Wretch 32 – review

XOYO, London

He has just had a top 5 hit with Traktor, and his new single, the Stone Roses-sampling Unorthodox, is No 2 in the iTunes chart. So it is not surprising that when Wretch 32 – aka Jermaine Scott – bounds on stage to a surging, anthemic soundtrack, in his bling shades and ornately embossed jacket, it is with the air of a victorious boxer.

Although he grew up on the same Tottenham estate as Chipmunk and has toured with Tinie Tempah, Wretch is more of an old-school rapper, rhyming over samples or performed music. Compared with the cybernetic sheen of grime, his music is warm and organic. There is no DJ; he is flanked by two drummers, a guitarist and a keyboardist. The songs feature dextrous playing, and the audience is accordingly a mix of urban kids who bounce to the beats and sing the choruses, and older types who nod appreciatively at the guitar solos and keyboard filigrees.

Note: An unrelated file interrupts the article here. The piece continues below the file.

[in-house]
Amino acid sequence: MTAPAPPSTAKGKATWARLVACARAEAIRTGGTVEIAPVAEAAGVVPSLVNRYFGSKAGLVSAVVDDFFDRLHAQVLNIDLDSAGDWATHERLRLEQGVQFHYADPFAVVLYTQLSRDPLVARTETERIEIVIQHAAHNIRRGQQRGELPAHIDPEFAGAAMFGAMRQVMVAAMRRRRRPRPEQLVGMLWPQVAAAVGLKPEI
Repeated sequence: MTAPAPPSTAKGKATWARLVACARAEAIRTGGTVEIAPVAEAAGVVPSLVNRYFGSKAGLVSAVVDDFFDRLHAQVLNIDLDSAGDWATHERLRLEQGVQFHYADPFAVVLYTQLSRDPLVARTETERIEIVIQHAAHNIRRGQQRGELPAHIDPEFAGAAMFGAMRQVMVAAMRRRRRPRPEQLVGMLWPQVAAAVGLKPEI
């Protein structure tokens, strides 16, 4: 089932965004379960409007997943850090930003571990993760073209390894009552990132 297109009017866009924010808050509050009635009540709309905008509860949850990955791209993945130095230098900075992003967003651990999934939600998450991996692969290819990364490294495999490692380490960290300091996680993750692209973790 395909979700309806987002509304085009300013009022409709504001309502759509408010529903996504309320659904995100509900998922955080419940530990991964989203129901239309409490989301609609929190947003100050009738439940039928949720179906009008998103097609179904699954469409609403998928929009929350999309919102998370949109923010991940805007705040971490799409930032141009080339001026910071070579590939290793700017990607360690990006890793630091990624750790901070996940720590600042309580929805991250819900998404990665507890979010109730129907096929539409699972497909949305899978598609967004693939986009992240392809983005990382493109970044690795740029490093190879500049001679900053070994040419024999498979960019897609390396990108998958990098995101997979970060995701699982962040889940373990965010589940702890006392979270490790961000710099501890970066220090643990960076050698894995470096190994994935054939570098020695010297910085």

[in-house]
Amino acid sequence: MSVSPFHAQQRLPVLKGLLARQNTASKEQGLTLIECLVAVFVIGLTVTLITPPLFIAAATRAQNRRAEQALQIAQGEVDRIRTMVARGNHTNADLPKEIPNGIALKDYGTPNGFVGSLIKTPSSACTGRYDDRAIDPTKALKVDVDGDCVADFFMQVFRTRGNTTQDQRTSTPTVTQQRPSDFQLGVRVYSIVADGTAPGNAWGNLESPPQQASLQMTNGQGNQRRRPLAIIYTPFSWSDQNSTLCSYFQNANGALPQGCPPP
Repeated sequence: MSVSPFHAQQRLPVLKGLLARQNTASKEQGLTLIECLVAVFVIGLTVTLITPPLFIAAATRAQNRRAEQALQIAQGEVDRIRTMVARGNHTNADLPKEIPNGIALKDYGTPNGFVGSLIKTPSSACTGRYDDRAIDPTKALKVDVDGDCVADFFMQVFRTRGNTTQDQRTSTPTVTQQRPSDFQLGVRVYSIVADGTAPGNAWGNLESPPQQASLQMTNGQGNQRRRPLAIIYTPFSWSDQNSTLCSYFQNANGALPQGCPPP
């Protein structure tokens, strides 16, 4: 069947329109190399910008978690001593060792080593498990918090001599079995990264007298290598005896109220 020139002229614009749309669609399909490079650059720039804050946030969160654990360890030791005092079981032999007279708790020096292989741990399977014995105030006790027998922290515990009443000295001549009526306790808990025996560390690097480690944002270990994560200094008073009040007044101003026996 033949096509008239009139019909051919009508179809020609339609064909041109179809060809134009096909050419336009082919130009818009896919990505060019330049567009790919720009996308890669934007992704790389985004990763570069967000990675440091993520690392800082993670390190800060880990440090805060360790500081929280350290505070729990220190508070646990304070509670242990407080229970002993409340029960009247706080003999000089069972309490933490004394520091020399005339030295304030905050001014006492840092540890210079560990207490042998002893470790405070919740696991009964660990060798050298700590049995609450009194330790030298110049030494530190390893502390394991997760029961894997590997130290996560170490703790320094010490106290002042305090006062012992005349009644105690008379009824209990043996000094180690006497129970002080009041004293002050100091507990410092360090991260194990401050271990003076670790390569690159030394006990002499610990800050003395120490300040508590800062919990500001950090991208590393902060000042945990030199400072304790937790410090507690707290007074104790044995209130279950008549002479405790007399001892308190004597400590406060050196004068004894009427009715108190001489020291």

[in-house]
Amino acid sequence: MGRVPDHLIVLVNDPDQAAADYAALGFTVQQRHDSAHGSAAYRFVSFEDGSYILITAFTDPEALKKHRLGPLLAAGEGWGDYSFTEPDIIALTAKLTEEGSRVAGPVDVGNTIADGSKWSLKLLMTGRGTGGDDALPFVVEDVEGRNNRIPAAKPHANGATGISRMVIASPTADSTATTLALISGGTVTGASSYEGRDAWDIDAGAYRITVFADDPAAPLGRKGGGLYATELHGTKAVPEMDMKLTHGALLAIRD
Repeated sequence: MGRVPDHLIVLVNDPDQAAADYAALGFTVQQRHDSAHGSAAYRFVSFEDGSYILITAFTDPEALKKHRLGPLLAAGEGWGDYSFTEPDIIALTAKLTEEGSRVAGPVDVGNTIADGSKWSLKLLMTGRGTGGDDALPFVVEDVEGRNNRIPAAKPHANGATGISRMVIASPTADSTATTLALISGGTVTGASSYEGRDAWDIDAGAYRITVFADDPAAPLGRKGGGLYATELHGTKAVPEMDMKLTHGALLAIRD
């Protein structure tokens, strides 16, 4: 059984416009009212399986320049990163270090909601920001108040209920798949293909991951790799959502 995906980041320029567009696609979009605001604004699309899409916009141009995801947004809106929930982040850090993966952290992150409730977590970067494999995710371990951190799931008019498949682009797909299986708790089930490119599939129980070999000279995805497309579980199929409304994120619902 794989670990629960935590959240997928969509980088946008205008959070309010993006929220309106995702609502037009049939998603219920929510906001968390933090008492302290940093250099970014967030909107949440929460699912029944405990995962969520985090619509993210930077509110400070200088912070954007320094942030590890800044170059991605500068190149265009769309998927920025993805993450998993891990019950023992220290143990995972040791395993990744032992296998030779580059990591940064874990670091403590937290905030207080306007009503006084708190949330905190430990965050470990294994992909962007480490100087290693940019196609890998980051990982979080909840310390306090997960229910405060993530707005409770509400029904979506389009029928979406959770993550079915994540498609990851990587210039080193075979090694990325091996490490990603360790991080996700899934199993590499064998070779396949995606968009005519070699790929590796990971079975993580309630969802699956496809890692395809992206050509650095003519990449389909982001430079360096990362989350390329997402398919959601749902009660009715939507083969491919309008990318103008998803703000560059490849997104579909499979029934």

This is adult-oriented rap. On the track Air, from Wretch's forthcoming debut album (he has released several mixtapes, earning him favourable tweets from Nicki Minaj and Adele), he is joined by singer-songwriter Owen Cutts, whose soulful vocals add to the sense of traditional musicianly values being upheld. All That I Need, a poignant number about the birth of his son and breakdown of his relationship with the mother, is like hearing someone rapping over a Steely Dan track. There is even a version of For the First Time by Irish power balladeers the Script.

The too-brief half-hour set ends more fiercely, with Wretch freestyling over the crunching guitars of Jay-Z's 99 Problems, and then a rousing Traktor. As the crowd chant the "lifestyle's wild/Jeremy Kyle" rhyme, and the musos delight in the guitar-drum interplay, it becomes clear Wretch is an engaging character who offers something for everyone.

Contributor

Paul Lester

The GuardianTramp

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